Oscar-winning producers Iain Canning and Emile Sherman knew their movie "Lion" was a gamble when they took the script to Cannes in 2014. The first 30 minutes of dialogue was in Bengali and Hindi, the kind of thing that studios normally shy away from, and they had no cast attached.
"People were really excited about the story, but those types of films are still risks," Sherman said.
Although there was interest from some of the major studios' specialty divisions, indie stalwart Weinstein Co. bought the rights for $12 million. It was a lucky bet.
"Lion," about an adopted boy who finds his Indian birth family through Google Earth, became a box-office success and is up for six Oscars, including best picture, at the 89th Academy Awards gala Sunday at the Dolby Theatre.
Adult-oriented films such as "Lion" have dominated Oscar races in recent years. However, they've become an increasingly endangered species in the traditional Hollywood studio system as the major studios have turned their attention to franchise pictures that generate multiple sequels and spinoffs. That has created a big gap for independent producers to make movies targeted at grown-up audiences, the kinds of films that typically attract Oscar attention.
"It's become much more pronounced as we see studios headed toward 'Transformers 99,' " said Jonathan Wolf, executive vice president of the Independent Film & Television Alliance.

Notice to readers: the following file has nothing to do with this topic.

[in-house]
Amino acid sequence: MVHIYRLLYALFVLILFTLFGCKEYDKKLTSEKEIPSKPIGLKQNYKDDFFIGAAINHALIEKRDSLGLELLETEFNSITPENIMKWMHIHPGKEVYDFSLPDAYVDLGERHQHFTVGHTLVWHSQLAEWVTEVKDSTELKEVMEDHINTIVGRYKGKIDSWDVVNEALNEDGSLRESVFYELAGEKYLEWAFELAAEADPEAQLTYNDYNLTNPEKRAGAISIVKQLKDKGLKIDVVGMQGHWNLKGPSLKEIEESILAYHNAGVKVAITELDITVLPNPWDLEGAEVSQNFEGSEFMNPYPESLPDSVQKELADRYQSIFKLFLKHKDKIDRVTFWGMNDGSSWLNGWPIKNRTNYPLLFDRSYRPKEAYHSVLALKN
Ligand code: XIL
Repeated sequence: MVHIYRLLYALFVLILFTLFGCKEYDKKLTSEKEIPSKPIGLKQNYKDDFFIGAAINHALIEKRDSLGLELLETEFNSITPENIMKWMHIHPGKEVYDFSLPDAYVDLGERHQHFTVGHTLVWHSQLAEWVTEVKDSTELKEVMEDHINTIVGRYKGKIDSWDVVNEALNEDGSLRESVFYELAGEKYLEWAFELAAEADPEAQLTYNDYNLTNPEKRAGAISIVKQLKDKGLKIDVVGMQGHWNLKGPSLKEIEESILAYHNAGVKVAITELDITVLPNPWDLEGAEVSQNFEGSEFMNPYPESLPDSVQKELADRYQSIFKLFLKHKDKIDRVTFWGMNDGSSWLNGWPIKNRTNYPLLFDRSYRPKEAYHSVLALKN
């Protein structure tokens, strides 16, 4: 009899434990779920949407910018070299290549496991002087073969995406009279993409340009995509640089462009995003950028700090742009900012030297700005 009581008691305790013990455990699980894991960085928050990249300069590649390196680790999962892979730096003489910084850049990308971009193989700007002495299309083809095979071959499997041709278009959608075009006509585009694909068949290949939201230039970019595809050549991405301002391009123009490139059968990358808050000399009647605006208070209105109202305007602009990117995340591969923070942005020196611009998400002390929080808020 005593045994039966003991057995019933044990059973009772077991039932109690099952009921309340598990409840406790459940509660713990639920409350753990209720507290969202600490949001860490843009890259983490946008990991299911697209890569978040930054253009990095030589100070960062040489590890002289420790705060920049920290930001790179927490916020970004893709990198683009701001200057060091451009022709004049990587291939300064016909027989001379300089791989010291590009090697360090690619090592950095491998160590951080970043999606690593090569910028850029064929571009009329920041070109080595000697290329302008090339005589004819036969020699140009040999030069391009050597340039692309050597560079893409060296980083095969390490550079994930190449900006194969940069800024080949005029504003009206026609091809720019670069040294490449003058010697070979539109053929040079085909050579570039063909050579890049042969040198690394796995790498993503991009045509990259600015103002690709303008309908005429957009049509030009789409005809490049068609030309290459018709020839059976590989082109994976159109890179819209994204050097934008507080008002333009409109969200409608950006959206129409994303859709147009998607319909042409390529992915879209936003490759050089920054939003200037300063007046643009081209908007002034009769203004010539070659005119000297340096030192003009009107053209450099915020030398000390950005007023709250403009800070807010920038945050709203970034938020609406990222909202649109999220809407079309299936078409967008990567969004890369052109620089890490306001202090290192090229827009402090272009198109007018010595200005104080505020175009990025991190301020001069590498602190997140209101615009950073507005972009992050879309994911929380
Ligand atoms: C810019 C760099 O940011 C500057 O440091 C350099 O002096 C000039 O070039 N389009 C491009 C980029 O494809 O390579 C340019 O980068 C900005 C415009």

Indeed, 78 of the Oscar nominations this year are for movies produced by companies outside the six major studios, according to the Independent Film & Television Alliance. That's 31 more than last year and 20 more than in 2015. (The data include the record-tying 14 nominations for best-picture favorite "La La Land," the $30-million musical made by mini-major Lionsgate).
Even as studios produce fewer adult dramas, new deep-pocketed buyers have emerged, notably A24, Amazon Studios and Netflix. Amazon's film and TV arm bought the rights to Sundance favorite "Manchester by the Sea" a year ago for a reported $10 million.
The trend marks a sharp contrast from the late 2000s, after the financial crash, when credit markets dried up, making it more difficult for independent producers to finance projects. Studios including Warner Bros. and Paramount Pictures shut down their specialty film labels, which reduced the number of potential buyers for Oscar-type movies.
Having more distributors is good news for independent producers looking to make ambitious bets, said John Penotti, president of Sidney Kimmel Entertainment, which made the best-picture nominee "Hell or High Water."
"The pendulum has swung in a massive way with the advent of more distribution outlets," Penotti said. "That's a terrific inducement for independent producers to be bold."
Seven of the nine best-picture nominees were produced by companies other than the six majors.
Sidney Kimmel Entertainment and OddLot Entertainment produced neo-western "Hell or High Water," which was acquired in preproduction by CBS Films. "Hacksaw Ridge" was led by Pandemonium Films and Permut Presentations, with backing from Cross Creek and IM Global and distribution from Lionsgate. Even "Arrival," a $50-million science fiction movie released by Paramount Pictures, was produced by independent firms — Shawn Levy's 21 Laps, New York-based FilmNation Entertainment and Lava Bear.